Logic’s Last Stand

August 2, 2008

Semantics of Sorry

Filed under: Life, Philosophy — Tags: , — Zurahn @ 12:59 am

What’s more fundamental to parental lessons as saying you’re sorry? We’ve all made mistakes that have affected others, and thusly apologies are to follow…but have we thought this through?

What is the purpose of this sentiment? It’s expressing regret, essentially, but it doesn’t really say anything. Regret? That means nothing to the person who was on the other end of it, and doesn’t explain why in the least. It’s a shortcut on something that should not have a shortcut.

If you’re going to apologize, it’s not a matter of words, it’s a matter of expression and understanding. How about, “What I did was a mistake for these reasons: x, y, and z and understand what harm has become of you. What can I do to undo that harm?”

How about that? Isn’t that more useful and more helpful to the person you’ve harmed? But no, we need a shortcut; we need to circumvent all accountability.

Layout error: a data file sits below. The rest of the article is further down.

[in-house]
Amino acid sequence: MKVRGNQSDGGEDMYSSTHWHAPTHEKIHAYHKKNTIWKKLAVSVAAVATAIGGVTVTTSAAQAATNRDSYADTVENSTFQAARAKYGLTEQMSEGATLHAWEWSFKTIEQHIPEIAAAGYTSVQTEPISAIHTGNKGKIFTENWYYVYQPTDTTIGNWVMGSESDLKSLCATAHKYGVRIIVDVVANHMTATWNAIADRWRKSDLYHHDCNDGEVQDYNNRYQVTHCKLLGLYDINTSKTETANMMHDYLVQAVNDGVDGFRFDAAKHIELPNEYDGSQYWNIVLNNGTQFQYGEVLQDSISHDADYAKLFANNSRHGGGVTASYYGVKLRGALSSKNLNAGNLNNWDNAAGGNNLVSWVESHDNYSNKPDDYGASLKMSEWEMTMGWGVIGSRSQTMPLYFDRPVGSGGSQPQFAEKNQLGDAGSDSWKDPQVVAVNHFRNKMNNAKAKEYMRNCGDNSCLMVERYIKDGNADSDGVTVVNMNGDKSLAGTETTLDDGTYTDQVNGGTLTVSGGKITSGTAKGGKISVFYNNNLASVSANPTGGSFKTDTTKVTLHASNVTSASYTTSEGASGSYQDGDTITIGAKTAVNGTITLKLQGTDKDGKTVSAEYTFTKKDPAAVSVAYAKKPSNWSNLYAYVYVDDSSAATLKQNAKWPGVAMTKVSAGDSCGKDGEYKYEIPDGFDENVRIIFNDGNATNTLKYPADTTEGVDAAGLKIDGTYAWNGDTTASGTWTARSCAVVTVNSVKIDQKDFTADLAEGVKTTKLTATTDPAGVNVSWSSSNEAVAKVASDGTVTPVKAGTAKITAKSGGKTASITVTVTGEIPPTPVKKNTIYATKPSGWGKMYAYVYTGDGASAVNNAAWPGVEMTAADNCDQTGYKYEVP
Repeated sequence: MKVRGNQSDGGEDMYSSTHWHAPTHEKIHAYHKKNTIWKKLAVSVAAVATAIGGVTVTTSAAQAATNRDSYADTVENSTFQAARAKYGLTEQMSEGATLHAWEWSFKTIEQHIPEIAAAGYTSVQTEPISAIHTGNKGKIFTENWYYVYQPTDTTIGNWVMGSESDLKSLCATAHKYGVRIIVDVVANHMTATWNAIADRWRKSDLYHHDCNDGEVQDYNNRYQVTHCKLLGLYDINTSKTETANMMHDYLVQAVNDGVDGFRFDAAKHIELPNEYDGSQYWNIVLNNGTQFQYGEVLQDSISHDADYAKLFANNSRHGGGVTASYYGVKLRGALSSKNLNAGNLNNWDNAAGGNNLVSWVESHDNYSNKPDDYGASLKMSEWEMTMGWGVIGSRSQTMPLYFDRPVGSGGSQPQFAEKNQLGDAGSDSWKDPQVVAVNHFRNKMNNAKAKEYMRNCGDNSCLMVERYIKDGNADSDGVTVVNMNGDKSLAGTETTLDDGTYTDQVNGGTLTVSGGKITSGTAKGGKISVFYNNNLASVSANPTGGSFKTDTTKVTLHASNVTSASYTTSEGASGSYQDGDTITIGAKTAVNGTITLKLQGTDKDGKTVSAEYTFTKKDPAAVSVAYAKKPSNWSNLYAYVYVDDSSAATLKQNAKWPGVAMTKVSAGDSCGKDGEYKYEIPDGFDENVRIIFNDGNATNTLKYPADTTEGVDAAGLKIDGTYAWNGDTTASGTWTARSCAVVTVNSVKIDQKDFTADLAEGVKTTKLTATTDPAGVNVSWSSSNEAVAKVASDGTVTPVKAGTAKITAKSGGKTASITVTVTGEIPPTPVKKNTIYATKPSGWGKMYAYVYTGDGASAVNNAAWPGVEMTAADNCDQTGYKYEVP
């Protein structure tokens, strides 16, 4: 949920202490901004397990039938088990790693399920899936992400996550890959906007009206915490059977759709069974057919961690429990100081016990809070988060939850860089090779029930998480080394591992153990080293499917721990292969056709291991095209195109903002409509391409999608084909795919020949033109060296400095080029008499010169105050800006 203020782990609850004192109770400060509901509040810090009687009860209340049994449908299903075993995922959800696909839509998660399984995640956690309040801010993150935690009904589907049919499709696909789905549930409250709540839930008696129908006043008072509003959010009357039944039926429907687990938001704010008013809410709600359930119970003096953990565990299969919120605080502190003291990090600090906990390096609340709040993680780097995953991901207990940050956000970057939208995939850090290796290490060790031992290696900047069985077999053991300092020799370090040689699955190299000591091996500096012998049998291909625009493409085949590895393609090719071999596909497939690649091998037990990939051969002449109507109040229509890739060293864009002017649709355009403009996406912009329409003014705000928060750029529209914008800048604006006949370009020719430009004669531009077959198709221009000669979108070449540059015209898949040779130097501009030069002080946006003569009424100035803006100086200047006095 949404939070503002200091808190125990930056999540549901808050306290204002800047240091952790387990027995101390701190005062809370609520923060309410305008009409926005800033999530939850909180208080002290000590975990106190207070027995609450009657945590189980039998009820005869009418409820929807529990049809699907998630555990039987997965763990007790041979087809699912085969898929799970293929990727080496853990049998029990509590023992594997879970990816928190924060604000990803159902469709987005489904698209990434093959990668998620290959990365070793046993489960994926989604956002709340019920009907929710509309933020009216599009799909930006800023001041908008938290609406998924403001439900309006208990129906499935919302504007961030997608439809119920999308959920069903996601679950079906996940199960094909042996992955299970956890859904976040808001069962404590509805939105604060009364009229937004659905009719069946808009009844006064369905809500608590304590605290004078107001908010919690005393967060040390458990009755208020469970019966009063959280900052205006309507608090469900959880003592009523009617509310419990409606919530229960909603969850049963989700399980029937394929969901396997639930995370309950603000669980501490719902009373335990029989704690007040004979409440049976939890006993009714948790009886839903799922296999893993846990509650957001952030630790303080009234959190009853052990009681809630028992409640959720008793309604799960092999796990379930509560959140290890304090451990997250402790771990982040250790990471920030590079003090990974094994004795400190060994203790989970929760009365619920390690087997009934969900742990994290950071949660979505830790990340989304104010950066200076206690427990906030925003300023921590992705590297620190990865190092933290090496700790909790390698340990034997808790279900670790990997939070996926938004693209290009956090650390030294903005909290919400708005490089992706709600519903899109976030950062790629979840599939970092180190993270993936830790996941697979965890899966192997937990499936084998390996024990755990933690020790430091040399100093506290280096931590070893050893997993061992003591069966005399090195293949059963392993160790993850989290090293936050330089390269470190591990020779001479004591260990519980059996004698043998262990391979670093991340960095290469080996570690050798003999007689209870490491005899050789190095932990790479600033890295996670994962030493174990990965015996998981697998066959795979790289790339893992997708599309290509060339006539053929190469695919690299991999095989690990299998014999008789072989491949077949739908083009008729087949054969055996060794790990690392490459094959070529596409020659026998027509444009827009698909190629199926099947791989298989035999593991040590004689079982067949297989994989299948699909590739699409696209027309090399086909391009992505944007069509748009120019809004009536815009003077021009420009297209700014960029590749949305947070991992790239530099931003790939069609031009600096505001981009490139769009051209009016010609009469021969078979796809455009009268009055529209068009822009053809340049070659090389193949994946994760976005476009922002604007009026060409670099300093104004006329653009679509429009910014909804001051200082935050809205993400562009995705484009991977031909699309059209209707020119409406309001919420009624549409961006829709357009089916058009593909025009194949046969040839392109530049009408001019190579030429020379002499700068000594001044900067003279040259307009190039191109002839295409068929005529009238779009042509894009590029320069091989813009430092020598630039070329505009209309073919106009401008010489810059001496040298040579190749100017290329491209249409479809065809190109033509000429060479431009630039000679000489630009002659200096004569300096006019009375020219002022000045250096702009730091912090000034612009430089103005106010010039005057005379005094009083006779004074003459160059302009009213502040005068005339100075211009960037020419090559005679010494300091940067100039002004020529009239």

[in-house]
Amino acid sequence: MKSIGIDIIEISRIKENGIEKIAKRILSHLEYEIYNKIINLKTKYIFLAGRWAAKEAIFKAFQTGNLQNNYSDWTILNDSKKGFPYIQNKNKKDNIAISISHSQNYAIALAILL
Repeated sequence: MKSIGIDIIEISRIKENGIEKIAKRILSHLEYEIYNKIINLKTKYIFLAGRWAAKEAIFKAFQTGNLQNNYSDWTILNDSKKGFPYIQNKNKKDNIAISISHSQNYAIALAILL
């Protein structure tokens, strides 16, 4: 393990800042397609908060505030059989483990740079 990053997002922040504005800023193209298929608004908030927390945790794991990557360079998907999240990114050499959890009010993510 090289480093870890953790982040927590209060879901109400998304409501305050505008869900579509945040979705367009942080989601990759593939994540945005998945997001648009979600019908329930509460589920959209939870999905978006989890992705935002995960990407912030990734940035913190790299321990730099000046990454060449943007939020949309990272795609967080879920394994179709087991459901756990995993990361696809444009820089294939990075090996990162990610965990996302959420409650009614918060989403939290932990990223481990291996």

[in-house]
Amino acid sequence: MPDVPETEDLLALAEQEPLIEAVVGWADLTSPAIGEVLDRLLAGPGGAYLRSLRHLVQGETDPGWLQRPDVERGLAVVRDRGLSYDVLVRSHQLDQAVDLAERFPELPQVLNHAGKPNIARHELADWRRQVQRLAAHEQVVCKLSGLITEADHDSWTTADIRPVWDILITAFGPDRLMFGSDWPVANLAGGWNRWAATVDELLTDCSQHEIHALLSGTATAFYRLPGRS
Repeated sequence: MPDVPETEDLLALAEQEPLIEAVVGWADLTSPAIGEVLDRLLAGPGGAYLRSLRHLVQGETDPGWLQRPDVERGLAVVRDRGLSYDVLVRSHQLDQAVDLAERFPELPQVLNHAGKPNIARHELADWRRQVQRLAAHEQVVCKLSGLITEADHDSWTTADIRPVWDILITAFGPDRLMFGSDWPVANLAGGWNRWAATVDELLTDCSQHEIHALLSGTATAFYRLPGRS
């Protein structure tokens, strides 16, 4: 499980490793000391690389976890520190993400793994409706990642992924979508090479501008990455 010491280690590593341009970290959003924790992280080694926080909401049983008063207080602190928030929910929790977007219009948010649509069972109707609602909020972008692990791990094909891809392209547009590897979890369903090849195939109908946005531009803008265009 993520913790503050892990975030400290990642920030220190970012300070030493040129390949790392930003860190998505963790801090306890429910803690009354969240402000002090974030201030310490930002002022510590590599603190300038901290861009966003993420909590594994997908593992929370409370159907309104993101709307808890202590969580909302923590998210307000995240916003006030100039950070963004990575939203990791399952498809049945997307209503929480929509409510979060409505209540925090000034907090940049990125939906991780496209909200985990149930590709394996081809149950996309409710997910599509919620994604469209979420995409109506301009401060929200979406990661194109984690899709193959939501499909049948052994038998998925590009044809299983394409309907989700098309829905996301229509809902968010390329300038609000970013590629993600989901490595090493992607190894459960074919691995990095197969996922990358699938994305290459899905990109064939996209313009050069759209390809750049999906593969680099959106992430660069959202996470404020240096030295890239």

And it’s lost all meaning anyway. People say sorry for things that have no basis or something that they obviously don’t regret. I can recall being a child and not understanding the whole point of saying “sorry” other than embarrassment, but adults don’t understand it, either, because there’s nothing to understand–it means nothing. It is nothing, give it up and do it right.

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2 Comments »

  1. Great topic! And of course parents (and others) don’t understand it–they don’t want to. It’s just what has been ingrained in us and our parents and their parents and their parents parents, etc. since birth. Most people don’t question that, it’s just the easy way out, on the surface anyway.

    Comment by agentsunshine — August 2, 2008 @ 1:36 am

  2. Nothing worse than a parent saying “Tell them you’re sorry”

    Least sincere expression ever.

    Just do what I do now…. pin the blame on the person who actually caused the problem and make yourself look like the good guy. At least it works at my job, because I do things by the book and I always have enough justification to say that I am right and someone else is screwing it up.

    Doesn’t work for “wrong” things done intentionally though. If a kid leaves a bag of chips out at his desk during lunch and walks away and someone else eats it, is the kid that ate it sorry? No…. it’s just plain survival instinct (and in my opinion kids are still largely driven by two main things before society ingrains them… instinct, and curiosity.) If you are hungry, food is sitting there, you eat it. You don’t care whose food it was, they left it there….. survival of the fittest.

    Comment by Yarcofin — August 2, 2008 @ 1:10 pm


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